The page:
The band used the track’s original recording for the LP after attempts to update it fell flat. As has become apparent, Källström is all about what feels right. They did sneak in some edits and tweaks here and there, though. “We feel like they have been improved,” Källström explains. “A lot of the vocals in Make A Man are actually new. They’ve got more attitude and feel more current and cohesive. Obviously I’ve been singing longer and I’m older, and stuff matures with time. It’s got a bit more bite now. I feel like the old recording of Make A Man was smoother.”

The moral of the story? You can’t please everyone and Estrons don’t want to. “A lot of people think that in the industry to make it [means] brown-nosing and rubbing shoulders Madonna-style or whatever, that’s how you make your way up. But I just refuse to do that and I really don’t care about any repercussions,” Källström says.

“If you’re going to start doing that you may as well stop calling yourself an artist and start calling yourself an entertainer. I’m not here just to entertain people. For me it’s still art and it’s still personal to me and I’m not going to go around exploiting it just because someone else wants to exploit me.”

When word first spread about Estrons there was a flurry of industry interest, but nothing came of it. And, after hearing horror stories about labels from other bands, they decided against signing with one. “I don’t currently take any income from the band whatsoever because it’s all about reinvestment,” Källström says. “I do this purely for passion.”  

“For us we’re looking at it more as a long-term business,” she adds. “We’ve just done a licensing deal with the Orchard, so we still own our masters. We can still take our fees from the shows and reinvest them into the band. Hopefully as things go forward we can actually become self-employed, rather than get an advance for two years and then, if you don’t make it at a certain time, you get dropped and you can’t carry on your music because it’s been signed away for 25 years.”

Källström is like a backwards mullet, if you’ll pardon the phrase.  She presents a passionate, unruly front through her music, but is level-headed and business minded behind the scenes. She is a touring musician, single parent, and soon to be university literature student. “I think it’s about keeping a good balance at this stage,” she explains. “You don’t want to get your head in the clouds because so many people do and then you end up killing yourself, basically. It can be really, really hard work sometimes.”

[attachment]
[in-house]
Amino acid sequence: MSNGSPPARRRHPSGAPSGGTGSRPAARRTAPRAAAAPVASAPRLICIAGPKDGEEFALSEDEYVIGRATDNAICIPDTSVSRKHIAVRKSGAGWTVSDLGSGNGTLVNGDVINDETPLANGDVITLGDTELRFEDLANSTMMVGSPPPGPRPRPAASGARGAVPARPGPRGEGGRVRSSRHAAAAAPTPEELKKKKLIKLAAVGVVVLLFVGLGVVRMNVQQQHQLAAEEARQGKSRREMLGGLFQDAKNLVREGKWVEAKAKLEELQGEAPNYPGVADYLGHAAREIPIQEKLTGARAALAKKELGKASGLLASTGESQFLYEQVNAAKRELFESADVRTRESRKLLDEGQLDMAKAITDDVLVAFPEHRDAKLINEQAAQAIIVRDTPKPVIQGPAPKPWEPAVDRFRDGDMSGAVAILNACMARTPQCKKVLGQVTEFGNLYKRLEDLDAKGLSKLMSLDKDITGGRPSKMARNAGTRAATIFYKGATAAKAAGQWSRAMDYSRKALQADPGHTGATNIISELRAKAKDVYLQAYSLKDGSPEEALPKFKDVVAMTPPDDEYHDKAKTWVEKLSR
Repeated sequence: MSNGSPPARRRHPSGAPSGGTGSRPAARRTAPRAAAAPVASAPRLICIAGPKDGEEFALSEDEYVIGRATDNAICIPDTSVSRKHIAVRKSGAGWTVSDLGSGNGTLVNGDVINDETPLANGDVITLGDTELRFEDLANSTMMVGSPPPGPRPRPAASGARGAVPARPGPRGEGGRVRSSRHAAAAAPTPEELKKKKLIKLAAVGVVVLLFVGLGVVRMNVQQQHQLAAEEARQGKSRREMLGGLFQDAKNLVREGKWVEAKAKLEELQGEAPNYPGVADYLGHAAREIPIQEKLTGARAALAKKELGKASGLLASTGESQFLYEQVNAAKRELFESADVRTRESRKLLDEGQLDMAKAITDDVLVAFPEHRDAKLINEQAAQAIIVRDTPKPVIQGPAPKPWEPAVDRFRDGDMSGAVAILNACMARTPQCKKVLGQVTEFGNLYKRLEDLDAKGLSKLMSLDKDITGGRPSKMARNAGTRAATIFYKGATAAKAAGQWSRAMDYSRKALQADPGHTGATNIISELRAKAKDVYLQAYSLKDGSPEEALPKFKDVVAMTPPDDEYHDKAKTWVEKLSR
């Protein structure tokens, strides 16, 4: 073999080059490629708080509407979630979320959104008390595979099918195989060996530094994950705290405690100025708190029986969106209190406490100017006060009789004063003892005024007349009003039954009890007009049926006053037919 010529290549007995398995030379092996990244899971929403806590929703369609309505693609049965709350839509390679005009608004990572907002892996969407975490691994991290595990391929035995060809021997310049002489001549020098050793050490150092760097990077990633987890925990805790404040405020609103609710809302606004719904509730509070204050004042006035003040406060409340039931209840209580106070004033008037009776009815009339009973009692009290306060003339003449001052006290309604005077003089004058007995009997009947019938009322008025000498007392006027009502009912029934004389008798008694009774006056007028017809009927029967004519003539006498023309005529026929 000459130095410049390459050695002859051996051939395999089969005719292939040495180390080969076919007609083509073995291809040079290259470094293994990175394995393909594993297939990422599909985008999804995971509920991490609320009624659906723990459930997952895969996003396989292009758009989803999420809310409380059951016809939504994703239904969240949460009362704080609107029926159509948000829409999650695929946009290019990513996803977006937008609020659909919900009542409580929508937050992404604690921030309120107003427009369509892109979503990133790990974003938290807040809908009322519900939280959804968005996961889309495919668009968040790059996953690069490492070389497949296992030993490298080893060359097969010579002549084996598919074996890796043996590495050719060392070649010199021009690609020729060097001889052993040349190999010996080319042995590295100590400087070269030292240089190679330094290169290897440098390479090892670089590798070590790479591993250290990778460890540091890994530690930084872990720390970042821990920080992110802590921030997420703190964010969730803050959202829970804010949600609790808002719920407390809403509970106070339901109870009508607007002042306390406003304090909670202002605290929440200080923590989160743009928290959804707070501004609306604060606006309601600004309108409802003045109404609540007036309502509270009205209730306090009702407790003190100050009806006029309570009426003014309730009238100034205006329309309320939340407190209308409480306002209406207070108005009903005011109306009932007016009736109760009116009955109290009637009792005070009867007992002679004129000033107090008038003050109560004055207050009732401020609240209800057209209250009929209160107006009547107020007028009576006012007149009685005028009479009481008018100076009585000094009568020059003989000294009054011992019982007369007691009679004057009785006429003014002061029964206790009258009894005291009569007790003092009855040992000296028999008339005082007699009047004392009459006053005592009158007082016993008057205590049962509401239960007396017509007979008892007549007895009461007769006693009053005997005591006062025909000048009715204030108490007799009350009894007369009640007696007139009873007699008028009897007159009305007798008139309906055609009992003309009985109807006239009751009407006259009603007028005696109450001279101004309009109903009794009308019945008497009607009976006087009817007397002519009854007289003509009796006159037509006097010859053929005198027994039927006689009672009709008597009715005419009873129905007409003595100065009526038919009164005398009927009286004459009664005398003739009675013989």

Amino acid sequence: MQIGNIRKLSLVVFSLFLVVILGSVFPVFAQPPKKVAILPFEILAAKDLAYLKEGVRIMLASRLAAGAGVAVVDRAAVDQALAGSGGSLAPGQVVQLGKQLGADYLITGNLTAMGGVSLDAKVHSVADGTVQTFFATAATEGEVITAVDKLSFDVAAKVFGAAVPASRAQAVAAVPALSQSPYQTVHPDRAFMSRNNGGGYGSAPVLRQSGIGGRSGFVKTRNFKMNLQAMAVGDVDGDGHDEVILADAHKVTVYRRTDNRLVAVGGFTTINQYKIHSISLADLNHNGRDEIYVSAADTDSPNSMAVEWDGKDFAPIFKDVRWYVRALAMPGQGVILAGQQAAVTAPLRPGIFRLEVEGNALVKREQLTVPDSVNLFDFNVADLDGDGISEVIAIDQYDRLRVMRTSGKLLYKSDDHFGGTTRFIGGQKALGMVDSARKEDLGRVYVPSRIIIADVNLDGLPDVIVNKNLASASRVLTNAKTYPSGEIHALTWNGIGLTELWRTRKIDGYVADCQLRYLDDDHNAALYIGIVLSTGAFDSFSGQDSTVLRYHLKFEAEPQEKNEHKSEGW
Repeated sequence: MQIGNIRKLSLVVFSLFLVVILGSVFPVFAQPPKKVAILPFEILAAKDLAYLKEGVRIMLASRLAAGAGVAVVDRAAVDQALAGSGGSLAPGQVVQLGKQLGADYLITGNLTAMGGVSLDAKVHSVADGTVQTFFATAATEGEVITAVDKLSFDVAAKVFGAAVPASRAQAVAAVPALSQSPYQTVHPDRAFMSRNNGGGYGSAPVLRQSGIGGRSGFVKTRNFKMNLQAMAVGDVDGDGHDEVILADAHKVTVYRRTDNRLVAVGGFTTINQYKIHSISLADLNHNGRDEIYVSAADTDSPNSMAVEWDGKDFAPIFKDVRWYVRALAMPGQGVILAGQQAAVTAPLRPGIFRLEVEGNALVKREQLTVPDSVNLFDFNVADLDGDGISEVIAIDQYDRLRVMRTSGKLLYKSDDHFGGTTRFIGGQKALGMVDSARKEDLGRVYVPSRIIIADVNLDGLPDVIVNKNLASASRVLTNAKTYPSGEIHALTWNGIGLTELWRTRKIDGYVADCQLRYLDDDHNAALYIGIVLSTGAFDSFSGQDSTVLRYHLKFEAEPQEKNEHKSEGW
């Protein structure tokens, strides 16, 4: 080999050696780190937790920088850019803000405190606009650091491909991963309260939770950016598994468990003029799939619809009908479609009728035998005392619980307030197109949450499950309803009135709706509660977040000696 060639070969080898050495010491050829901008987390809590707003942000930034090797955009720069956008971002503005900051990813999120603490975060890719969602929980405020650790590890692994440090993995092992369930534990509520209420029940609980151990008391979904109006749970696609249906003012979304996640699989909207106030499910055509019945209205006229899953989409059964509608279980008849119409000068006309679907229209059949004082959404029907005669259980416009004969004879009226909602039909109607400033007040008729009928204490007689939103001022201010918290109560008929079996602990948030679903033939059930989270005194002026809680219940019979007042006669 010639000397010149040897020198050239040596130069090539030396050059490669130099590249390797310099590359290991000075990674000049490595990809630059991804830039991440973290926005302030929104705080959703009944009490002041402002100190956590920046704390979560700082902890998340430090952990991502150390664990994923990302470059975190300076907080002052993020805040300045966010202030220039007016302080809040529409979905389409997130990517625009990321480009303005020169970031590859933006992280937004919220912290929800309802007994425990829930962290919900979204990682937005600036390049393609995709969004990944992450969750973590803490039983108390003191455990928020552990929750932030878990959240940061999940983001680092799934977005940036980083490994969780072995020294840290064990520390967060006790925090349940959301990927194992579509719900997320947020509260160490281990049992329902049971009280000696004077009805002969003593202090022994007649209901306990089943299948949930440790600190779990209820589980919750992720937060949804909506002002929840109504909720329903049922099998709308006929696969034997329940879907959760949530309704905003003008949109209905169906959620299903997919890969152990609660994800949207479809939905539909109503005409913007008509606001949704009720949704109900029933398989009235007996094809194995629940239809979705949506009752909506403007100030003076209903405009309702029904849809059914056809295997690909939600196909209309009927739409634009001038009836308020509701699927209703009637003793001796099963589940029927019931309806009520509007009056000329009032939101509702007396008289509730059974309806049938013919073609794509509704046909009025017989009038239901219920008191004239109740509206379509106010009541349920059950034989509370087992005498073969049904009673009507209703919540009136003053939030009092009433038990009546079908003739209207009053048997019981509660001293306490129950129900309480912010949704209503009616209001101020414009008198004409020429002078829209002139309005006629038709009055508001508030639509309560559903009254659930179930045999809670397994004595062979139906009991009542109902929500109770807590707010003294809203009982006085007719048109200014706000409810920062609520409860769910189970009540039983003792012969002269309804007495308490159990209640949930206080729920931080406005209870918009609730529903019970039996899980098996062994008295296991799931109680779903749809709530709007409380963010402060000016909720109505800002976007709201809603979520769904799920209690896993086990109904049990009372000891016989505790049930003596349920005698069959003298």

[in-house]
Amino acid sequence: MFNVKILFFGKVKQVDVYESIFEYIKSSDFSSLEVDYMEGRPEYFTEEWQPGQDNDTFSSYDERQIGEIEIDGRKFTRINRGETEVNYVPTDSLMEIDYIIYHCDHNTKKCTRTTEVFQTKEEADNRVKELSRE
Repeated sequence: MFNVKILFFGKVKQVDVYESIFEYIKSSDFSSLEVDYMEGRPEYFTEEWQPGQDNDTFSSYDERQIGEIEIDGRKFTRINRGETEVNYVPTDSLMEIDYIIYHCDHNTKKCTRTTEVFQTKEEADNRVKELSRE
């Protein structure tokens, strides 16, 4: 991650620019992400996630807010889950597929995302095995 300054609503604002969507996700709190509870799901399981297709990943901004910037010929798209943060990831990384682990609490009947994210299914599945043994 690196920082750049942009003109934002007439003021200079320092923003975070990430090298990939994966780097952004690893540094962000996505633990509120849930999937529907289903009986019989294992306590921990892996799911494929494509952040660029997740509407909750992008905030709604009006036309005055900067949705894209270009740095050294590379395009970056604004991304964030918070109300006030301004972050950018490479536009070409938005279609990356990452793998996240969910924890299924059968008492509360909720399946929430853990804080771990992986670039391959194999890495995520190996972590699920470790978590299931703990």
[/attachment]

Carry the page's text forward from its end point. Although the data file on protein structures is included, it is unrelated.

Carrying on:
So many bands who are poised to release their debut album have dreams of skyscraping success. Estrons are more measured. In a music industry oversaturated with new acts, Källström understands the importance of being modest. But with an album like ‘You Say I'm Too Much, I Say You're Not Enough’, which is passionate, diverse, candid and danceable, they might surprise even themselves.

“Not very many bands break big on their first album,” she says. “In the last two years I’ve begun to gain realistic expectations about what the band can achieve in our circumstances and in the genre that we are. It’s not easy for guitar music right now. It’s not that current. But that’s not to say that we can’t change that. There’s hope that we’ll reach out to more people with this album and it’ll connect with people. But you just never know what’s going to happen, you just never know what’s around the corner.”

‘You Say I'm Too Much, I Say You're Not Enough’ is out now.

Estrons Upcoming Tour Dates are as follows:

Sun October 14 2018 - LLANELLI Llanelli Library
Thu November 01 2018 - LEEDS Belgrave Music Hall
Fri November 02 2018 - GLASGOW King Tut's
Sat November 03 2018 - NEWCASTLE Think Tank?
Wed November 07 2018 - MANCHESTER Soup Kitchen
Thu November 08 2018 - BRISTOL Louisiana
Fri November 09 2018 - NOTTINGHAM Bodega Social
Wed November 14 2018 - EXETER Cavern
Thu November 15 2018 - BIRMINGHAM Castle & Falcon
Fri November 16 2018 - BRIGHTON Green Door Store
Sat November 17 2018 - CAERNARFON Galeri
Fri November 23 2018 - CARMARTHEN Parrot
Thu December 06 2018 - CARDIFF Globe
Thu February 07 2019 - LONDON Scala

Click here to compare & buy Estrons Tickets at Stereoboard.com.